and left ventricular hypertrophy. Additionally, the patient was
evaluated in terms of infection and was started on meropenem
antibiotherapy. On the sixth day, Tocilizumab was applied at
the recommendation of the chest diseases department. On the
seventh day, blood gas oxygenation improved to previous levels,
and Fi02 decreased to 70. Peep was reduced to 10.
No clinical improvement was observed with the current
treatments on the eighth day, and progression was observed at
thoracic CT. Plasma therapy was planned at the recommendation
of the chest diseases and infectious diseases departments, and
the blood center was contact to obtain plasma. On the ninth
day, 14/04/2020, the patient was hemodynamically stable, and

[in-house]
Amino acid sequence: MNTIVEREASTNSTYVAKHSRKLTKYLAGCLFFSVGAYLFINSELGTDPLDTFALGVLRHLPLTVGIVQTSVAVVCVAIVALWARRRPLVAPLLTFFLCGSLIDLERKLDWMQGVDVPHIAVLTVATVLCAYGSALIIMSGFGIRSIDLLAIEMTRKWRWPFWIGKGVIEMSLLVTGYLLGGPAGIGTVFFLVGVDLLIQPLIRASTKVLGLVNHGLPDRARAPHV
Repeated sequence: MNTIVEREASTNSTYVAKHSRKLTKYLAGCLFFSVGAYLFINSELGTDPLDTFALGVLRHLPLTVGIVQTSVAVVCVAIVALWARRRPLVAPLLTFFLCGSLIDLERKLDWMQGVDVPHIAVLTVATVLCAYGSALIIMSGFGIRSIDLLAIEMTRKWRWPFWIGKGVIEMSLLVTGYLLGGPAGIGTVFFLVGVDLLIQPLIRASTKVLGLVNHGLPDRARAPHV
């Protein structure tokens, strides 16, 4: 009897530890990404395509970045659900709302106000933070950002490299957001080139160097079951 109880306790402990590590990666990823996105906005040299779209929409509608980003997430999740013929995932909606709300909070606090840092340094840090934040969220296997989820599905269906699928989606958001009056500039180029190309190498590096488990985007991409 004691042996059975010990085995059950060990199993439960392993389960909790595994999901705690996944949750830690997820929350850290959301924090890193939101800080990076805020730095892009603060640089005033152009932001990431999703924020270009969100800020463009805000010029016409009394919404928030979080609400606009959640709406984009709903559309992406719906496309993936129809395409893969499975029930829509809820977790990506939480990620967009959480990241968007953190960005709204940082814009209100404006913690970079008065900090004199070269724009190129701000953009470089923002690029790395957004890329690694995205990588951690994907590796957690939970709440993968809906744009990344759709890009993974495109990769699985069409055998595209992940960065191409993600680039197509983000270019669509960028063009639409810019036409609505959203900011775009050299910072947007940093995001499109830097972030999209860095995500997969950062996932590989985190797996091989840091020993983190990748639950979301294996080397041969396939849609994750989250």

inotropic therapy was stopped.
The patient was re-evaluated by the infectious diseases and
chest diseases departments on the 10th day. Plasma therapy
was advised. Immunoglobulin A levels were requested in terms
of suitability, and these were determined to be within normal
limits. Plasma was awaited. On the 11th day, blood pressure was
120/70mmHg, heart rate 80/min, and SPO2: 96. On the 12th day,
the patient was re-intubated due to increased respiratory distress
following self-extubation. Plasma therapy was applied on day 14.
On the 17th day, spontaneous respiratory sufficiency
developed following immune plasma therapy, and the patient was
extubated. On the 18th day, the patient had been extubated, and a
4x2 CPAP device was being used. GCS was 15, ABP 110/60mmHg,
and SAT approximately 80-85. The patient was conscious,
oriented and cooperative, bilateral pulmonary sounds were